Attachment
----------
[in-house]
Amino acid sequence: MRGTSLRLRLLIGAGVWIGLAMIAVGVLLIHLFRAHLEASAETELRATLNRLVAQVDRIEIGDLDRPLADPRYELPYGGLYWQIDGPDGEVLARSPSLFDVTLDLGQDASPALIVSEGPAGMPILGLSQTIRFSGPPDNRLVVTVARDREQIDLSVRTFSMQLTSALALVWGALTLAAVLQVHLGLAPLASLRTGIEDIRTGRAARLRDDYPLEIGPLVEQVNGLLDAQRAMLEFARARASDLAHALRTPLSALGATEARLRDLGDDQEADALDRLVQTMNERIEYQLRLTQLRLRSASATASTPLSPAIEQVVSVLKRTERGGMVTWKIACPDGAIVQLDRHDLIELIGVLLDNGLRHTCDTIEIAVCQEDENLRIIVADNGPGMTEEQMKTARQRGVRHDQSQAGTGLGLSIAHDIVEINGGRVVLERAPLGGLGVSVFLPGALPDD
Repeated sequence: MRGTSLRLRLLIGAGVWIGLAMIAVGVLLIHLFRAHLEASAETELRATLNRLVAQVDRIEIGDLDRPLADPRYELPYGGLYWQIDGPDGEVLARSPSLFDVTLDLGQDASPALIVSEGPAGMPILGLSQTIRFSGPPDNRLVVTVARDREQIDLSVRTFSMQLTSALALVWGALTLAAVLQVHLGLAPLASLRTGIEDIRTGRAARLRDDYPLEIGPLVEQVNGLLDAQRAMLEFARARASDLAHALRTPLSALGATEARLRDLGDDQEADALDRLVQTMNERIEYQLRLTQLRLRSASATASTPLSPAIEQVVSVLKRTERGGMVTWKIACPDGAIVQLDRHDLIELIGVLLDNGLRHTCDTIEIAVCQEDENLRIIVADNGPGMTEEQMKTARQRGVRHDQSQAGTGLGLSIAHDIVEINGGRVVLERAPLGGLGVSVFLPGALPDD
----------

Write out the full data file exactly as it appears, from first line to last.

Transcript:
[in-house]
Amino acid sequence: MRGTSLRLRLLIGAGVWIGLAMIAVGVLLIHLFRAHLEASAETELRATLNRLVAQVDRIEIGDLDRPLADPRYELPYGGLYWQIDGPDGEVLARSPSLFDVTLDLGQDASPALIVSEGPAGMPILGLSQTIRFSGPPDNRLVVTVARDREQIDLSVRTFSMQLTSALALVWGALTLAAVLQVHLGLAPLASLRTGIEDIRTGRAARLRDDYPLEIGPLVEQVNGLLDAQRAMLEFARARASDLAHALRTPLSALGATEARLRDLGDDQEADALDRLVQTMNERIEYQLRLTQLRLRSASATASTPLSPAIEQVVSVLKRTERGGMVTWKIACPDGAIVQLDRHDLIELIGVLLDNGLRHTCDTIEIAVCQEDENLRIIVADNGPGMTEEQMKTARQRGVRHDQSQAGTGLGLSIAHDIVEINGGRVVLERAPLGGLGVSVFLPGALPDD
Repeated sequence: MRGTSLRLRLLIGAGVWIGLAMIAVGVLLIHLFRAHLEASAETELRATLNRLVAQVDRIEIGDLDRPLADPRYELPYGGLYWQIDGPDGEVLARSPSLFDVTLDLGQDASPALIVSEGPAGMPILGLSQTIRFSGPPDNRLVVTVARDREQIDLSVRTFSMQLTSALALVWGALTLAAVLQVHLGLAPLASLRTGIEDIRTGRAARLRDDYPLEIGPLVEQVNGLLDAQRAMLEFARARASDLAHALRTPLSALGATEARLRDLGDDQEADALDRLVQTMNERIEYQLRLTQLRLRSASATASTPLSPAIEQVVSVLKRTERGGMVTWKIACPDGAIVQLDRHDLIELIGVLLDNGLRHTCDTIEIAVCQEDENLRIIVADNGPGMTEEQMKTARQRGVRHDQSQAGTGLGLSIAHDIVEINGGRVVLERAPLGGLGVSVFLPGALPDD